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Images of millions of Canadians to be screened against terrorist databases

Canadian Press | July 23, 2006
By Jim Bronskill

OTTAWA (CP) - A high-tech system to prevent terrorists and other criminals from obtaining passports will eventually contain the photos of some 21 million Canadians, new documents show.

Canada's passport office has officially begun looking for a vendor to supply a computerized tool to screen applicant photos against images of suspects on security watch lists.

Passport Canada's facial-recognition project, in the works for three years, represents one of the first large-scale federal forays into the sphere of biometrics.

Biometric technologies use measurable characteristics, such as a person's facial image, iris scan or fingerprint, to confirm his or her identity.

The systems have attracted security-conscious converts in the post 9-11 era, while raising concerns about undue surveillance among privacy advocates and civil libertarians.

"We don't know really much about how these databases get made and who is programming them," said Simone Browne, a teacher and doctoral candidate at the Ontario Institute for Studies in Education at the University of Toronto.

"How is race reflected in this? And gender? And nationality?"

A contract for the facial-recognition initiative is to be awarded by mid-November, said Francine Charbonneau, a Passport Canada spokeswoman.

A regional trial will be conducted next spring with the aim of making the tool available to passport offices across the country by fall 2007.

According to recently released project documents, the photos of one million passport applicants will initially be loaded into the database, with approximately four million new photos being added in each of the next five years.

Passports are valid for five years, meaning the photos of all holders would be in the system by 2012.

Applicant photos would be electronically compared with the millions of pictures in the database. Those renewing their passports could expect one match: the photo submitted with their last passport application.

But an image match could reveal an applicant already has a passport under a different name.

Applicant photos would also be run against pictures supplied by other federal departments and foreign governments, said Charbonneau.

The aim is to prevent people who are ineligible for a passport, including national security risks and certain convicted criminals, from obtaining one.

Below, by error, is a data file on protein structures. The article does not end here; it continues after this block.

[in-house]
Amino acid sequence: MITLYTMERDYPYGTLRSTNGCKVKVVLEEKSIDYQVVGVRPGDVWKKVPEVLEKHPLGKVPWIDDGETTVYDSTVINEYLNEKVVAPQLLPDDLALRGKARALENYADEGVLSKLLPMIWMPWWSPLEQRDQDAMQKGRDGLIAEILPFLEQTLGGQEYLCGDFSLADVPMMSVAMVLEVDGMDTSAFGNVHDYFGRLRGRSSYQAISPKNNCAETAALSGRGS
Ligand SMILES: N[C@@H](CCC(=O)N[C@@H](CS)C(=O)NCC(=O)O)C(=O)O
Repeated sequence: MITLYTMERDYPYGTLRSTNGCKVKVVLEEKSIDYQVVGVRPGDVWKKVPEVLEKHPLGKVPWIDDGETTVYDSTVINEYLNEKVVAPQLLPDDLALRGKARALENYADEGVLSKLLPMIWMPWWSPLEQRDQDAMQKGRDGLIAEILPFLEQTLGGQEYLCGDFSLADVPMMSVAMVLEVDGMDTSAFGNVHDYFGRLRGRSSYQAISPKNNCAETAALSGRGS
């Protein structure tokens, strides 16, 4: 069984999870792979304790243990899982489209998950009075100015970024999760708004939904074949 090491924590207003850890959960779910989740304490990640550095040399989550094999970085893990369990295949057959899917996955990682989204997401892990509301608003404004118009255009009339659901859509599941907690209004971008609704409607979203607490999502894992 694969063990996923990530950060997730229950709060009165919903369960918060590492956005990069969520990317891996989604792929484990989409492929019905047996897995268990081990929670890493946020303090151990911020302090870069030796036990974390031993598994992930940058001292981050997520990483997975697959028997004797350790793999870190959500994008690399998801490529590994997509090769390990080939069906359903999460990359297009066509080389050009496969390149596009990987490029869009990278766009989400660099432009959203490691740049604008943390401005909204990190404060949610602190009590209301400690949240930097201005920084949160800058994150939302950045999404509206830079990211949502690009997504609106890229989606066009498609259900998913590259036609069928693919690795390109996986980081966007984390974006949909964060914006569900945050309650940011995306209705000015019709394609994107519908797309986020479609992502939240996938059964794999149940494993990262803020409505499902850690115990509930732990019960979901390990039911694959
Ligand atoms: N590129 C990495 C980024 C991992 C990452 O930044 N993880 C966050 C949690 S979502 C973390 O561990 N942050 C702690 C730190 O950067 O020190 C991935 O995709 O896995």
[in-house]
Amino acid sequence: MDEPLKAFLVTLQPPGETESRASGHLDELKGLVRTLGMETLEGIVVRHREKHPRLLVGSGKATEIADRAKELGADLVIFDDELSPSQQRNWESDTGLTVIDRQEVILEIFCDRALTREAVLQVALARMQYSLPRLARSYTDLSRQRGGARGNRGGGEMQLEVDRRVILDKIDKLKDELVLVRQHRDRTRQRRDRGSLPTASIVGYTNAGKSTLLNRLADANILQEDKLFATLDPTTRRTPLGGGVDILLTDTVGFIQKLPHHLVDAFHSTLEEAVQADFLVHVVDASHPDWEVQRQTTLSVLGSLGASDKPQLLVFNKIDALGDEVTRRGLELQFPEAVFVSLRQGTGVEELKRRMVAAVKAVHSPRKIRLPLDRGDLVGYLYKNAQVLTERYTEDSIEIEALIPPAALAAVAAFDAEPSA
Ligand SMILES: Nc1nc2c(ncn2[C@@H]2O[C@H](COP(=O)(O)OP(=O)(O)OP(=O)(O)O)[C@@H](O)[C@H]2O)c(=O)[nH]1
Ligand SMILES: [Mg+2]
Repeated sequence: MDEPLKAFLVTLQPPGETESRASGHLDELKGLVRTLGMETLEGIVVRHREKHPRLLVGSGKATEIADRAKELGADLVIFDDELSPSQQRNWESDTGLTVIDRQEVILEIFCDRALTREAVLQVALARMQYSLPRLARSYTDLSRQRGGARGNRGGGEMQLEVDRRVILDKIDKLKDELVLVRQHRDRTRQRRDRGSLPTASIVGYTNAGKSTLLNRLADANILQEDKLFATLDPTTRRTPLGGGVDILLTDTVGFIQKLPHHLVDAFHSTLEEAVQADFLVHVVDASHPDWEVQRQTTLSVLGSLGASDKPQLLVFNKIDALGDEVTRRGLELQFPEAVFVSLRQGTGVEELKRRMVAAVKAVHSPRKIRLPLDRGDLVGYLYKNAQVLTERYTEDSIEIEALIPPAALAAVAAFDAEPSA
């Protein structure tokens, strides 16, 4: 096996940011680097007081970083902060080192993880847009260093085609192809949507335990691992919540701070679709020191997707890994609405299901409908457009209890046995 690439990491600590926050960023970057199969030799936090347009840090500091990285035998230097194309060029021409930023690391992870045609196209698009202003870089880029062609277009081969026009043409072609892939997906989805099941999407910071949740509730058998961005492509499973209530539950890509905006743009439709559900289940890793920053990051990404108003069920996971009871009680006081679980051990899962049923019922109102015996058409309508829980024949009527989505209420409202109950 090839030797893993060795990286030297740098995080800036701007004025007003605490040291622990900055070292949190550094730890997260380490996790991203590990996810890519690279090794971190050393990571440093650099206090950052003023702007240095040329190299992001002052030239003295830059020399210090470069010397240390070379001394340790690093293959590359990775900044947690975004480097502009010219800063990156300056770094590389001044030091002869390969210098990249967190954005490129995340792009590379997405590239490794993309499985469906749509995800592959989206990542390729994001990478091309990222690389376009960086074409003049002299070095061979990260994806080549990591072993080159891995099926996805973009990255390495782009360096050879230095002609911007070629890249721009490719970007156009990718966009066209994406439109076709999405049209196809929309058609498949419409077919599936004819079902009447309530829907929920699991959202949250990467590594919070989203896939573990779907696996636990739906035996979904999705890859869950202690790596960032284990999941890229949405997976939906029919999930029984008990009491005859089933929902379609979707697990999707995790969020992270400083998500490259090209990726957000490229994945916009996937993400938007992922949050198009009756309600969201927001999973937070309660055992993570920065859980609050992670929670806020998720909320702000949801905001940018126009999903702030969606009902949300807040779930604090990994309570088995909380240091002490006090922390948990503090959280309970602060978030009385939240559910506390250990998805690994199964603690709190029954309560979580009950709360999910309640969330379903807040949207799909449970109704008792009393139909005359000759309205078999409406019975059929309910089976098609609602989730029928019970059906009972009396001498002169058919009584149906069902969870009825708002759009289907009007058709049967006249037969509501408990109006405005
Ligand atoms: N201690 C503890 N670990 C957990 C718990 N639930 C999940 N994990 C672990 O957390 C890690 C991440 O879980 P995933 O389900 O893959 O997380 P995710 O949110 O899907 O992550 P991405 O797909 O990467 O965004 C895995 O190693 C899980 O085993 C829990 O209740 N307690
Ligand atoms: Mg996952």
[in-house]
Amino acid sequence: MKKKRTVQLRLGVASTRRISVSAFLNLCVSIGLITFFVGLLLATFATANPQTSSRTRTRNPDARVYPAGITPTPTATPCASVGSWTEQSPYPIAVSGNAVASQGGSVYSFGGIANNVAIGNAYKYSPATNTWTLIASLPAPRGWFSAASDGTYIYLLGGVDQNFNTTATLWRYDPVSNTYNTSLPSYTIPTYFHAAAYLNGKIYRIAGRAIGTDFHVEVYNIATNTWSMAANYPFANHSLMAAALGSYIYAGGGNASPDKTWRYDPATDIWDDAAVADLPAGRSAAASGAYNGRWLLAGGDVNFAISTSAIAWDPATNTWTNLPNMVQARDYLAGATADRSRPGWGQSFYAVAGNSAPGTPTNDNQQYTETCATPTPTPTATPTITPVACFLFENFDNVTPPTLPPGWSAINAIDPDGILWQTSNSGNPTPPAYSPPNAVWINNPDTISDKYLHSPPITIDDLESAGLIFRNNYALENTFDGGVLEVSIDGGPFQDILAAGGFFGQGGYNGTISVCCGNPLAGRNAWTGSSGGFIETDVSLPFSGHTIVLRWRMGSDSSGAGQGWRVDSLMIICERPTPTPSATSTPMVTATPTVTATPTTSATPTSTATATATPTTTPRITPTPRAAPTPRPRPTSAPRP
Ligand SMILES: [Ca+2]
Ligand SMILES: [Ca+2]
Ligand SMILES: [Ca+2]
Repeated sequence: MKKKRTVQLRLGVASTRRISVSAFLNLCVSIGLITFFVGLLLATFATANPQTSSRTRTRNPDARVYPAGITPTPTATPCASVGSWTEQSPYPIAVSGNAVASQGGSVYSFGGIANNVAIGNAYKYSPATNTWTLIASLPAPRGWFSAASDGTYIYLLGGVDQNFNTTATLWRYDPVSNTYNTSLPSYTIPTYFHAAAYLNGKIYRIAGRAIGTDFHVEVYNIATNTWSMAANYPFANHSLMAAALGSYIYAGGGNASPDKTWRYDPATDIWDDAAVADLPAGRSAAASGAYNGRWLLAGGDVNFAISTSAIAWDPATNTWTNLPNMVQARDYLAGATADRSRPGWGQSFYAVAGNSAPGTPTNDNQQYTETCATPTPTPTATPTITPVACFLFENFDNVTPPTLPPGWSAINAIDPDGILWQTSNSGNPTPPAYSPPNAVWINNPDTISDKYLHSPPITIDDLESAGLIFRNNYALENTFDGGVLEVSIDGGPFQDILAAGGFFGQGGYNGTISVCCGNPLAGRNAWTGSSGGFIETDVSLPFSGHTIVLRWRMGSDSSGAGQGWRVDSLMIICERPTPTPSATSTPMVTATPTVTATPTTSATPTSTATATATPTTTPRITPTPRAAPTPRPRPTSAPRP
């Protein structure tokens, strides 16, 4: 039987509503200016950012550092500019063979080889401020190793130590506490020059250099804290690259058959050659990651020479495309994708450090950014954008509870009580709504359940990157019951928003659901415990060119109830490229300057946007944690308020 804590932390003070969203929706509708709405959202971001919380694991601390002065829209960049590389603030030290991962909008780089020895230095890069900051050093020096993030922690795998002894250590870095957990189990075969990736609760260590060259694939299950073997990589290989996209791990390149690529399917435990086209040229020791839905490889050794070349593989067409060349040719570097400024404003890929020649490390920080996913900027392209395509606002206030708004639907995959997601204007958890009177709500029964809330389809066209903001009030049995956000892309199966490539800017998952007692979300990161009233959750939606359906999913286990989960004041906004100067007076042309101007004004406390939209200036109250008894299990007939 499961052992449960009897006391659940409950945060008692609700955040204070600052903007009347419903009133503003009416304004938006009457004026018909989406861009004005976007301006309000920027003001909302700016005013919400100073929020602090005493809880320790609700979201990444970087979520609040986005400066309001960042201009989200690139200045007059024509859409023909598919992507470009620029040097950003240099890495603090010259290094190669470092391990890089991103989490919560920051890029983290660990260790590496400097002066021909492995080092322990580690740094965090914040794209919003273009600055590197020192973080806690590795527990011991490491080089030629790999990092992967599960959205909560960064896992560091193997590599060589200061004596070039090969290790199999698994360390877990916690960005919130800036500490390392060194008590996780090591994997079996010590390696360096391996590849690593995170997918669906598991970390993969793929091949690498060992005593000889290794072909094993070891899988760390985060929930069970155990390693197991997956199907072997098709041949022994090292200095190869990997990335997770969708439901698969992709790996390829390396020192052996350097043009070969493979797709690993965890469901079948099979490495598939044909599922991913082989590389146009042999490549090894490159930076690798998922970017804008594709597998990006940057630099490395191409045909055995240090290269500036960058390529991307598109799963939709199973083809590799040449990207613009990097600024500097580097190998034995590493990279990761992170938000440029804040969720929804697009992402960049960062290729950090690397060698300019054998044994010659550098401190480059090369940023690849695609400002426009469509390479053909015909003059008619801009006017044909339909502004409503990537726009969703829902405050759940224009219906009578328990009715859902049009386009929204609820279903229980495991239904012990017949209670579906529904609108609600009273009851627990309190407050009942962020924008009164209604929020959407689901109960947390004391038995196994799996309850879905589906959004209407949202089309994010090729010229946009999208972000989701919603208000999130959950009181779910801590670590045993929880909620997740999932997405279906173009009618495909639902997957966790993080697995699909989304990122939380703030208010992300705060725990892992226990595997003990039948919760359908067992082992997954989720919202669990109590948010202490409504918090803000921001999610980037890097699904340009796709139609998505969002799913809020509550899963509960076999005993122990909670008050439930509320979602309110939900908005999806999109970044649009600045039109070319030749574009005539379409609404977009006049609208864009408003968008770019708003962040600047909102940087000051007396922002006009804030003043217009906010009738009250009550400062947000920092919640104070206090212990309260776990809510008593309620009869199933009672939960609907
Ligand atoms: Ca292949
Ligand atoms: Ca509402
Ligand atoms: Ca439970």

Officials have yet to decide which databases will be routinely compared, Charbonneau said. "We're only in talks with certain departments on seeing how we could benefit from their lookout list."

Searching the database is expected to take just seconds. A match that raised concerns would trigger an investigation by passport agency security personnel.

Critics of facial-recognition programs contend they are notoriously inaccurate and even have difficulty reading particular skin tones.

Charbonneau insists the technology cannot be fooled by such things as gender, ethnicity or changes in appearance like a new hairstyle or eyeglasses.

In a 2003 pilot project, officials tested a recognition program using 6,000 pairs of digitized photos.

They increased the difficulty by scattering the images in an electronic database of another 143,000 photos of passport holders.

The system matched photos correctly 75 to 90 per cent of the time, depending on image quality and the overall number of photos.

Charbonneau says the technology has improved dramatically in the last few years.

In addition, a match would lead to a manual comparison of photos as well as examination of data such as birth dates and other biographical details.

"Facial recognition won't stand alone as the only way to ensure security integrity of the Canadian passport," she said.

Only the most recent photo of a passport applicant would be in the database. Older photos will be removed and archived.

Charbonneau said the millions of photos Passport Canada amasses won't be used for any purpose other than screening applicants. "Our photo database will not be shared with other parties at all."

Still, Browne, whose research explores surveillance, race and identity documents, wants the Passport Office to provide more information about the matching process and exactly who will have access to the photos.

"I think it just needs to be more of a transparent process."


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